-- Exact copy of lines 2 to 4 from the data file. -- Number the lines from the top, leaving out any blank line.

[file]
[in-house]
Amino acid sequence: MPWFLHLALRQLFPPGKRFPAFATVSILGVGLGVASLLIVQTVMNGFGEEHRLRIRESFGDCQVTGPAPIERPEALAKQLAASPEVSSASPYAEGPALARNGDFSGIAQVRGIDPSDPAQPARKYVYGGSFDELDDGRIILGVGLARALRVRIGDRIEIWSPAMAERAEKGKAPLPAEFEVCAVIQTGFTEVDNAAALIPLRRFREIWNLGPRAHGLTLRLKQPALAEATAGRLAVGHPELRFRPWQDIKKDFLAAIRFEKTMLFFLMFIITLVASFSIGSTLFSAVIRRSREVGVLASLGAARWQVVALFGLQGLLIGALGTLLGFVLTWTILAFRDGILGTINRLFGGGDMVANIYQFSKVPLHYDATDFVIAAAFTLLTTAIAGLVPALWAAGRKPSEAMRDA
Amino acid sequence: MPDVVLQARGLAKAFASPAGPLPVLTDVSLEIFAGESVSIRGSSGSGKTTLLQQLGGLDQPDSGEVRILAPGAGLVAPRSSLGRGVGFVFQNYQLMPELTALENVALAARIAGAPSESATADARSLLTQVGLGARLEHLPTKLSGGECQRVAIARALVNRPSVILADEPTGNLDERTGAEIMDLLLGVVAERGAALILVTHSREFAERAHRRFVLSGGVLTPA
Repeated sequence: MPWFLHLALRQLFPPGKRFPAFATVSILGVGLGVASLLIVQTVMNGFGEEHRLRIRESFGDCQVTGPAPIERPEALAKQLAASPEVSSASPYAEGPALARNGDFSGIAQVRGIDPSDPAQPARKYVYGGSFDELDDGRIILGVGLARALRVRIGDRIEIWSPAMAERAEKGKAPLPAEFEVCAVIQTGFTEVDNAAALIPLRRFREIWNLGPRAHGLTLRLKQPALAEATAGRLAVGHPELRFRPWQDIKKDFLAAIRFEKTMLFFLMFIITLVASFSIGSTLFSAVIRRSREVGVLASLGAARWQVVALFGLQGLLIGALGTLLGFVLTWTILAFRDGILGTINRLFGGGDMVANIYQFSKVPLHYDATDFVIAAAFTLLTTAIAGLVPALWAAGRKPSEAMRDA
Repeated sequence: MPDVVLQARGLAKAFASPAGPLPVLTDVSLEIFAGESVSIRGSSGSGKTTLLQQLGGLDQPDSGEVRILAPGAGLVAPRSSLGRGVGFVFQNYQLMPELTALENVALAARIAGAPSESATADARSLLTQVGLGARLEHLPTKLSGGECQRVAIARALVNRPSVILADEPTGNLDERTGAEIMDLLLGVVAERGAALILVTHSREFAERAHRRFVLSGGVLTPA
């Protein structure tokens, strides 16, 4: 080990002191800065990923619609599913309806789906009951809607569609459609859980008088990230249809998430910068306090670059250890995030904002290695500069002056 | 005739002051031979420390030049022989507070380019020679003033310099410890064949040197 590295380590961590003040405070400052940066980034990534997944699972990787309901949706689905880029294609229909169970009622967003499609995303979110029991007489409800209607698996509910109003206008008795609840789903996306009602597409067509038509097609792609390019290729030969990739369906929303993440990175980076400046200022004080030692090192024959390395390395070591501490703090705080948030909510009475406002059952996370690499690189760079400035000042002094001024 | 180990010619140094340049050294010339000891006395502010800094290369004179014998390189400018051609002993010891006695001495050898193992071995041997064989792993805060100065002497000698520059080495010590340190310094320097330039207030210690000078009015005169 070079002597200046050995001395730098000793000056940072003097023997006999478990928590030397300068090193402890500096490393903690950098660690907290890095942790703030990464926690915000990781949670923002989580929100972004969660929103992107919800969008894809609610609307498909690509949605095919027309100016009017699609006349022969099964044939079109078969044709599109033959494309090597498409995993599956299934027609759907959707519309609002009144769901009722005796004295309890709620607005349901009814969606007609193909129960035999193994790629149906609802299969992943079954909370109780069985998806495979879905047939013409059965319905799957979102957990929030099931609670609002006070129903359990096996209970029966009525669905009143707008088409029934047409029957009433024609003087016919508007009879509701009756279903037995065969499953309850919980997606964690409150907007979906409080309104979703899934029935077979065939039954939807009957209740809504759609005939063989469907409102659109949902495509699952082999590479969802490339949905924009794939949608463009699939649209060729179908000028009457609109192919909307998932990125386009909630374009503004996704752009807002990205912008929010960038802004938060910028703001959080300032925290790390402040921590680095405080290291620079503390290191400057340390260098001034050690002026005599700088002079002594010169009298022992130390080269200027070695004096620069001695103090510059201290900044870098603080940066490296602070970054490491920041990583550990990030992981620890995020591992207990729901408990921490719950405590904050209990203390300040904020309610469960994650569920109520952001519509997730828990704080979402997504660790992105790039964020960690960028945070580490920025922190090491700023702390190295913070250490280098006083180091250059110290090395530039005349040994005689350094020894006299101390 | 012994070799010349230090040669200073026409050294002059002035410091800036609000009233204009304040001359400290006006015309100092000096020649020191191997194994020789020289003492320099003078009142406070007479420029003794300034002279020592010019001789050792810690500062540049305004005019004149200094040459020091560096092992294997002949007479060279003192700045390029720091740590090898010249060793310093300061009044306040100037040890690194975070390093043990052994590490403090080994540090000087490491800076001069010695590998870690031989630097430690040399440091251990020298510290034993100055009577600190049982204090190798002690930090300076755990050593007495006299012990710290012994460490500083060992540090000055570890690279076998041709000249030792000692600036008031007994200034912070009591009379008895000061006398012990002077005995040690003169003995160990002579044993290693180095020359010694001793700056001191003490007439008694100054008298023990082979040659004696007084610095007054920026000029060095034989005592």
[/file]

Amino acid sequence: MPWFLHLALRQLFPPGKRFPAFATVSILGVGLGVASLLIVQTVMNGFGEEHRLRIRESFGDCQVTGPAPIERPEALAKQLAASPEVSSASPYAEGPALARNGDFSGIAQVRGIDPSDPAQPARKYVYGGSFDELDDGRIILGVGLARALRVRIGDRIEIWSPAMAERAEKGKAPLPAEFEVCAVIQTGFTEVDNAAALIPLRRFREIWNLGPRAHGLTLRLKQPALAEATAGRLAVGHPELRFRPWQDIKKDFLAAIRFEKTMLFFLMFIITLVASFSIGSTLFSAVIRRSREVGVLASLGAARWQVVALFGLQGLLIGALGTLLGFVLTWTILAFRDGILGTINRLFGGGDMVANIYQFSKVPLHYDATDFVIAAAFTLLTTAIAGLVPALWAAGRKPSEAMRDA
Amino acid sequence: MPDVVLQARGLAKAFASPAGPLPVLTDVSLEIFAGESVSIRGSSGSGKTTLLQQLGGLDQPDSGEVRILAPGAGLVAPRSSLGRGVGFVFQNYQLMPELTALENVALAARIAGAPSESATADARSLLTQVGLGARLEHLPTKLSGGECQRVAIARALVNRPSVILADEPTGNLDERTGAEIMDLLLGVVAERGAALILVTHSREFAERAHRRFVLSGGVLTPA
Repeated sequence: MPWFLHLALRQLFPPGKRFPAFATVSILGVGLGVASLLIVQTVMNGFGEEHRLRIRESFGDCQVTGPAPIERPEALAKQLAASPEVSSASPYAEGPALARNGDFSGIAQVRGIDPSDPAQPARKYVYGGSFDELDDGRIILGVGLARALRVRIGDRIEIWSPAMAERAEKGKAPLPAEFEVCAVIQTGFTEVDNAAALIPLRRFREIWNLGPRAHGLTLRLKQPALAEATAGRLAVGHPELRFRPWQDIKKDFLAAIRFEKTMLFFLMFIITLVASFSIGSTLFSAVIRRSREVGVLASLGAARWQVVALFGLQGLLIGALGTLLGFVLTWTILAFRDGILGTINRLFGGGDMVANIYQFSKVPLHYDATDFVIAAAFTLLTTAIAGLVPALWAAGRKPSEAMRDA